I still remember the day I got my first memo. I was in my second post-college job and although I’d worked since I was 13 years old, holding positions primarily in the restaurant and food industry, I had never, ever been given a memo from an employer as a form of communication. Usually, messages would just be shared from one shift or one person to the next. Sometimes they translated as intended and, other times, well, not so much…if they were translated at all.
But here I was with a memo in hand for the first time in my life. It kind of made me break out in a cold sweat, as I instantly wondered if I was working for a micro-manager; someone who didn’t trust me as an employee so he felt I needed to get direction in writing. What I learned is that I couldn’t have been more wrong.
Workplace Communication Benefits
By being so communication focused, that office turned out to be hands above all of the other places I’d worked, making it a better work environment for employer and staff alike. As it turns out, I’m not the only one who has noticed the advantages of stellar workplace communication, as many employers with good communication skills report enjoying these types of benefits:
- Higher level of employee productivity. Have you ever been in a situation where your instructions weren’t quite clear, so you didn’t really know what was expected of you, leaving you to think, “What am I supposed to be doing now?” According to one survey of more than 4,000 employees, 37 percent of employees feel this way regularly, costing them more than 40 minutes of work time per day. That’s a whole different feeling than knowing exactly what you should be doing, which is how your staff will likely feel if you continuously communicate expectations and obligations, giving them a clearer path of where they need to go.
- Clearer big picture view. Solid communication enables everyone to know what everyone else in the business is responsible for or doing. This isn’t to say that everyone is in everyone else’s business or tasked with knowing everyone else’s duties or functions, but when you have a basic understanding of how everyone fits into the process, it gives you a bigger picture view. This makes it easier to make decisions that benefit the company as a whole, not just your little piece of it. It also makes you feel like you’re a part of something bigger than yourself, like being part of a complete puzzle versus just an individual piece.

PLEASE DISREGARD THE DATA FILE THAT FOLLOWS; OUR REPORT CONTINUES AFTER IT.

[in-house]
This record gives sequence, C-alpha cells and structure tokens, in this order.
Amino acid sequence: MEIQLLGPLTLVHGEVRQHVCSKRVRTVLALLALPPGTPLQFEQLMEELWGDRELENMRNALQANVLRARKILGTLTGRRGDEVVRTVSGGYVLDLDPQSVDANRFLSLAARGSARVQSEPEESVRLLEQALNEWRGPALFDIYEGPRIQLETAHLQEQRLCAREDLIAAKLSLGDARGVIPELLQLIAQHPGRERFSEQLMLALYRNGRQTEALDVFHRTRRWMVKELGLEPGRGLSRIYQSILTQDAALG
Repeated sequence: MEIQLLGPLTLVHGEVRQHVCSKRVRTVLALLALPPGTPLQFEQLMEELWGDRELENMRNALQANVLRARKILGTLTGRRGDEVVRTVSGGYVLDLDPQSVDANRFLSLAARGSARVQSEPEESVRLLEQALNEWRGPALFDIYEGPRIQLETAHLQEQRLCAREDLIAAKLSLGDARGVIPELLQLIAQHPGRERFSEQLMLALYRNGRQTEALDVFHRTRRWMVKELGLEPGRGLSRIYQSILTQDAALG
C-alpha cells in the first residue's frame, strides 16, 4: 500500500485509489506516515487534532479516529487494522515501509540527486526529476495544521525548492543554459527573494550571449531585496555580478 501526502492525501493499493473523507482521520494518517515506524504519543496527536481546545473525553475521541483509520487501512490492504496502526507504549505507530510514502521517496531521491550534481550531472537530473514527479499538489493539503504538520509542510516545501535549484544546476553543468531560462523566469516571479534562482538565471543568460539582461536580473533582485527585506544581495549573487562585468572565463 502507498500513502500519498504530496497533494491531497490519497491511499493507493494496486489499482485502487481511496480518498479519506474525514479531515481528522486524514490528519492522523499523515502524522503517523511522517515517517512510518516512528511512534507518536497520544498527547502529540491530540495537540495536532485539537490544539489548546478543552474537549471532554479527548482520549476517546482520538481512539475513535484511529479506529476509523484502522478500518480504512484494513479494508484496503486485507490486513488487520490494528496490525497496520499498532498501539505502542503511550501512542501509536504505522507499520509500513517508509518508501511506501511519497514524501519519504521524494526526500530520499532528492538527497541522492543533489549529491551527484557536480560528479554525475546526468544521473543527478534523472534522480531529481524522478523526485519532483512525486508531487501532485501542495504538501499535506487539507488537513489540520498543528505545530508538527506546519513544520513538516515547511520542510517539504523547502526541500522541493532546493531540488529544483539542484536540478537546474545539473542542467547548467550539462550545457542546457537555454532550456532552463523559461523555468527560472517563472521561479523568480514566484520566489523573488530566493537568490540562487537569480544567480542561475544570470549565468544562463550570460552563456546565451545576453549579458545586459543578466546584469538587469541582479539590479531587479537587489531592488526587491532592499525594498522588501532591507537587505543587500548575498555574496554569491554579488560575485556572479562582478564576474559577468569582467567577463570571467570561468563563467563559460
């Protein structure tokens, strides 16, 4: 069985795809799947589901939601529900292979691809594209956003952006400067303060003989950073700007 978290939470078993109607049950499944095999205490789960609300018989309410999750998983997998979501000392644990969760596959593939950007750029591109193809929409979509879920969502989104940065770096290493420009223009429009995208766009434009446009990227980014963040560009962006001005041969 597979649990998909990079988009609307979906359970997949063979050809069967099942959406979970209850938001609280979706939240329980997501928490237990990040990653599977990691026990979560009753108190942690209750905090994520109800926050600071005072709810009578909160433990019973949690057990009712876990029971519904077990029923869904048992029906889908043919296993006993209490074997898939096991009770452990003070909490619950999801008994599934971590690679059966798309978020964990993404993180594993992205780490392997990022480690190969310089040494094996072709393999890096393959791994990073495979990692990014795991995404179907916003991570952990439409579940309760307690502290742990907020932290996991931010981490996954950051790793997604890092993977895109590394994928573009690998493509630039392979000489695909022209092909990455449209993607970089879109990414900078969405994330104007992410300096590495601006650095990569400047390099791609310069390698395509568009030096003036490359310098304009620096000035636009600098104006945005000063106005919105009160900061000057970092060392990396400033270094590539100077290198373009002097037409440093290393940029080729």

- Greater sense of team. Along the same lines, when everyone is communicating effectively and working together to achieve one common purpose, there is a greater sense of team. This enables each member to get more done because you are a well-oiled machine, each person pulling his or her own load for the benefit of the team as a whole. This is enhanced even more when there is open communication among the team members, allowing each person to benefit from the knowledge and experience that all of the other members have to offer. According to Harvard Business Review, the keys to creating this type of positive team-based communication include having energy (which is best transferred in face-to-face communications), engaging on an equal level among all team members, and exploration, or communication between different teams, such as when dealing with vendors or clients as opposed to communicating with other employees.
- Better employee performance. Because everyone clearly knows what is expected of them, whether it be from written communications like memos or policy books, or verbal instruction at staff or individual meetings, employees are able to perform their job duties at higher levels, making them more effective and efficient. Plus, one 3-year study of 575 employees and their supervisors concluded that open communication made the employees feel more cared for as well as more valuable, prompting them to want to do a better job in that respect too. Ultimately this means that everyone is living up to his or her potential, advancing themselves individually and the company as a whole.
I’m always interested in learning other small business owners’ thoughts on relevant topics and issues, so if you have a comment or unique article idea, feel free to contact me at [email protected] (put “Businessing Magazine” in the subject line, please). If I use it, it’s a free link to your website!